Over at Pam's House Blend, Alvin McEwen points out that the Family Action Council's efforts to rally the troops against Rep. McManus looks strikingly similar to an ad the Citizens for Good Policy of Gainesville, Florida ran in 2009.
The Tennessee ad:
The Florida ad:
Now, sure, we could view this as an indication that the Family Action Council can't be bothered to shoot its own video when it can just recycle the same old scary footage other groups have trotted out. But I think we have to ask ourselves — what if this is new video?!
I'm begging the next conservative busy-body group that is, for some reason, filming little girls going into the bathroom, when you see this dude, please, stop him.
On a more serious note, this ad is really vile. Transgender people are not the same as child molesters, which the Family Action Council damn well knows. And the truth is that transgender people are far more likely to be assaulted or harassed or made to feel uncomfortable in the bathroom than cisgender people ever will be.
You have to wonder — if the danger of having transgender women use the same bathroom as cisgender women is so high, why does the Family Action Council have to lie about it? If snorting asbestos gives you cancer, I don't try to dissuade you by saying, "Snorting asbestos will make your thumbs swell." I tell you the truth: that snorting asbestos can cause cancer. When you have to lie about your position, it makes me suspect your position is not actually that strong.
Also — and I know science is kind of a scary and forbidden topic of discussion in Tennessee — but that bill the Family Action Council is talking about? HB 600? It requires every level of government in the state to treat you like the gender your birth certificate says you are. And you can never change this.
What about intersex people? It used to be standard for medical professionals to see a baby with ambiguous genitalia and make a decision, sometimes without the parents' input even, that the baby was a boy or a girl and just start hacking away at "extraneous" genital materials. This resulted in some people who felt like they were boys having female genitalia and some people who felt like they were girls having male genitalia.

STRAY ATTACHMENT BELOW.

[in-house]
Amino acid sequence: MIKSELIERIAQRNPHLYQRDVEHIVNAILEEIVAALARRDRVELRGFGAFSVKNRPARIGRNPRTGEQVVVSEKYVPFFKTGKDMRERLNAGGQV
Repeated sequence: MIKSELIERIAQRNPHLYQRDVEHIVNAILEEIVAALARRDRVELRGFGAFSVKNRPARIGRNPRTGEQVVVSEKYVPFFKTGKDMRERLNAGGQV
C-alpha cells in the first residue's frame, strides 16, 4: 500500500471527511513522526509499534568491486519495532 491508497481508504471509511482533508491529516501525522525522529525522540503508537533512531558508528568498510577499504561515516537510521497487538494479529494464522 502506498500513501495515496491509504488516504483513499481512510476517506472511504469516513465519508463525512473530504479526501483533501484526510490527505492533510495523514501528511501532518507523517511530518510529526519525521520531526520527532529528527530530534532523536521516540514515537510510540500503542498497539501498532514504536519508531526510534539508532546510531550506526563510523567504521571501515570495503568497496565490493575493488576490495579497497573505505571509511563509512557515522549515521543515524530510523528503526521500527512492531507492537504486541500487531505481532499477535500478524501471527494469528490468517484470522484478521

You can imagine how traumatic it would be to feel like a "Bill," but be called "Joan" only to discover that a doctor had cut off your balls and rearranged things because he thought your penis looked weird when you were born.
Are we really, as a state, saying to those people, "You can't ever fix what the doctors fucked up?"
Or what about kids now? It's becoming more widely accepted that you should NOT do surgery until the kid is old enough to say "I'm a boy" or "I'm a girl."
Okay, you say, well, we'll just genetically test everyone and see what they are at a chromosome level and that's what will go on the birth certificate. Again, I ask you to consider science.
Doctors often see infertile couples and discover that the woman, who experiences herself as a woman and who looks like a woman, is XY. And, though less common, not everyone is just XY or XX. One in 1000 men is XXY. People are XXYY, and many other variations. And while a lot of chromosomal variance can lead to noticeable health consequences, you can be XYY and not even know it.
So, if you're wed to the idea that there are only men and women and men have penises and women have vaginas and they've been that way since birth, you might not want to look too closely at actual people.
But if you are considering legislation that would mandate that there are only men and women, and men have penises and women have vaginas which they've all had since birth, it would behoove you to consider how this legislation would affect people for whom that is not true.